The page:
On Tuesday, voters will pick candidates from the most crowded field of primary contenders in the history of Virginia’s 10thCongressional District and Republicans will select their challenger for U.S. Senator Tim Kaine.
In the wake of the 2016 election of President Donald J. Trump—and the controversies, scandal and investigations that have embroiled the White House and Congress since—Democrats have surged to run for office, including at one time as many as 11 candidates for the seat. As voters head into the polls, six Democrats are still competing.
Of those Democrats, only one has held elected office before: State Sen. Jennifer T. Wexton (D-33). Wexton, who has garnered endorsements from a host of national, state and local Democrats, will compete with infectious disease scientist Julia Biggins, former Obama administration official and nonprofit executive Alison Friedman, Army veteran and consultant Dan Helmer, attorney and former federal prosecutor Paul Pelletier, and small business owner and former Obama administration official Lindsey Davis Stover to run against incumbent. Rep. Barbara Comstock (R-VA-10)—assuming she withstands her own primary challenge on Tuesday from Shak Hill.
While Wexton is the clear Democratic establishment favorite, Helmer has spent the most time in the national spotlight, attracting national media attention for his TV spots, including on The Late Show with Stephen Colbert for an ad in which he sings a rendition of “You’ve Lost That Lovin’ Feelin’”—as “You’ve Lost That Centrist Feelin’”—to a stand-in for Comstock. More recently, he sparred with hosts on the conservative talk show Fox & Friends.
Meanwhile, according to Federal Elections Commission records, Friedman has handily outraised all other candidates in the race. By far the largest single donor to the Friedman campaign is Alison Friedman herself, having given the campaign $1,043,100. But even subtracting that money, Friedman has outraised her nearest competitor, Wexton, by almost $300,000.
Democrats have targeted Comstock as a vulnerable seat in the House of Representatives.
Two years ago, LuAnn Bennett became the first 10th District Democrat to win in Loudoun since 1978, but only by 150 votes.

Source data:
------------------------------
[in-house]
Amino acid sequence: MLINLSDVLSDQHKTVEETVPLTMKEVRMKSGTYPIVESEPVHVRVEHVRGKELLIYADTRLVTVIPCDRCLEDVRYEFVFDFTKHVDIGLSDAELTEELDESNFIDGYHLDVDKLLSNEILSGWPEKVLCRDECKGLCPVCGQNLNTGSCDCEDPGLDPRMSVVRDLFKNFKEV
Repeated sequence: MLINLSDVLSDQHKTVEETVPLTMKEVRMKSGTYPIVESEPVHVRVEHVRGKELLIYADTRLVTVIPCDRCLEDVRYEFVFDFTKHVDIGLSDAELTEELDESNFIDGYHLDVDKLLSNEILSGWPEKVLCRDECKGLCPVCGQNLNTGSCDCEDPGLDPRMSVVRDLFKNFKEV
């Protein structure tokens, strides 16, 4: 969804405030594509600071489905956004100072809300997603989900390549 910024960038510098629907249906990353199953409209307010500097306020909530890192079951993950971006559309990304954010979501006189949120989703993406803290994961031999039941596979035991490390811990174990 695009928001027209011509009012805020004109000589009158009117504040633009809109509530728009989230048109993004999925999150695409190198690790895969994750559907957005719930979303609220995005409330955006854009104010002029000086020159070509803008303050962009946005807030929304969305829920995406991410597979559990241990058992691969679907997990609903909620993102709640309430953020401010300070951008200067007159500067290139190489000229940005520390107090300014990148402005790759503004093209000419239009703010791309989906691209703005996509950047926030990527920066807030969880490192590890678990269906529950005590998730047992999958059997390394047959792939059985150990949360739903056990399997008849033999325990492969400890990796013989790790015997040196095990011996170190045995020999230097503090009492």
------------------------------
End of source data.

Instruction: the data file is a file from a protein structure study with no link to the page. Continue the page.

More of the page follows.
Although she narrowly lost Loudoun in the 2016 election, across the 10th District Comstock beat Bennett by nearly six points. But the 10th also heavily favored Hillary Clinton in the 2016 presidential election, voting for the Democrat by nearly 10 points. Loudoun voted for Clinton by nearly 17 points.
Last year, Virginia Democrats saw a wave election, propelling Ralph Northam to the governor’s mansion and flipping 15 Republican seats in the House of Delegates. In Loudoun, all but one delegate is now a Democrat, and Comstock now shares territory with only three Republicans in the state House of Delegates: Dels. Chris Collins (R-29), Dave A. LaRock (R-33), and Tim Hugo (R-40). Her district, which stretches from the West Virginia border to McLean, shares territory with nine Democrats in the state House of Delegates.
Comstock faces her own primary challenge from the right. Hill is an Air Force veteran and publisher of Guiding Light Books, LLC, and owner of Guiding Light University, LLC, which currently sells one course on DVD, “A Woman’s Guide to Financial Planning.”
Hill previously made an unsuccessful bid to run against U.S. Sen. Mark Warner (D-VA) in 2014. Hill’s campaign for the Republican nomination then was cut short by a vote by acclamation for consultant and lobbyist Ed Gillespie, who narrowly lost to Warner in that election.
On the Senate side, Republicans will select from among three candidates their nominee to pit against first-term incumbent Democrat Tim Kaine in November. E.W. Jackson, who most recently was the party’s nominee for lieutenant governor, is making a second run for the seat. Prince William County Board of Supervisors Chairman Corey Stewart is mounting another statewide campaign after seeking the party’s nomination for governor last year. Also running is Nick Freitas, a U.S. Army veteran who represents 30th District in the House of Delegates.